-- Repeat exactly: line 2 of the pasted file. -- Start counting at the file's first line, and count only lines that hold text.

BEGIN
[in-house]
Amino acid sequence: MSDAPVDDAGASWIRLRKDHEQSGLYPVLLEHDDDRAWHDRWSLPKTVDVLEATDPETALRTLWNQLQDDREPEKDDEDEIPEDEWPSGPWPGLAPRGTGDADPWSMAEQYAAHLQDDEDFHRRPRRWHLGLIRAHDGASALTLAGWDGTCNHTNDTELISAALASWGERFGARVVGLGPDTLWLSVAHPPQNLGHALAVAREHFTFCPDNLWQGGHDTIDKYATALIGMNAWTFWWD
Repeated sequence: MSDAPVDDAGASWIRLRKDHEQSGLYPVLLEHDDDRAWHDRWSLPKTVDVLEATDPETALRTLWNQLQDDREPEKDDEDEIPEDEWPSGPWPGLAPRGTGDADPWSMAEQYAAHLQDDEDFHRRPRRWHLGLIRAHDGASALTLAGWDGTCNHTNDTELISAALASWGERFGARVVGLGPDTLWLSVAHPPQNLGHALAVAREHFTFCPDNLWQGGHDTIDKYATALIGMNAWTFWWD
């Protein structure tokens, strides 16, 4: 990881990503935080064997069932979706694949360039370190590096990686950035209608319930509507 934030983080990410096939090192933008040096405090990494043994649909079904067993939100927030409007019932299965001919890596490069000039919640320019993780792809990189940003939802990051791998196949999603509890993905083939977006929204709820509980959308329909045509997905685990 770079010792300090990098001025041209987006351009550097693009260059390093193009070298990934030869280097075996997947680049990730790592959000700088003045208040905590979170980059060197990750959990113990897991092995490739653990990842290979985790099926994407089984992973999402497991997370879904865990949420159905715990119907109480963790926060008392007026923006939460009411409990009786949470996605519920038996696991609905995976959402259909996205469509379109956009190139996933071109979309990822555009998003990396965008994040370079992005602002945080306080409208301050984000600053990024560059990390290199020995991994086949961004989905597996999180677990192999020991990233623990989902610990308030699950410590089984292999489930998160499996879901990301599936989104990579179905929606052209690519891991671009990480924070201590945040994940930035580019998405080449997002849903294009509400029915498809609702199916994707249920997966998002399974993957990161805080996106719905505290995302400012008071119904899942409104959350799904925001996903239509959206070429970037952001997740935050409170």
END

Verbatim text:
Amino acid sequence: MSDAPVDDAGASWIRLRKDHEQSGLYPVLLEHDDDRAWHDRWSLPKTVDVLEATDPETALRTLWNQLQDDREPEKDDEDEIPEDEWPSGPWPGLAPRGTGDADPWSMAEQYAAHLQDDEDFHRRPRRWHLGLIRAHDGASALTLAGWDGTCNHTNDTELISAALASWGERFGARVVGLGPDTLWLSVAHPPQNLGHALAVAREHFTFCPDNLWQGGHDTIDKYATALIGMNAWTFWWD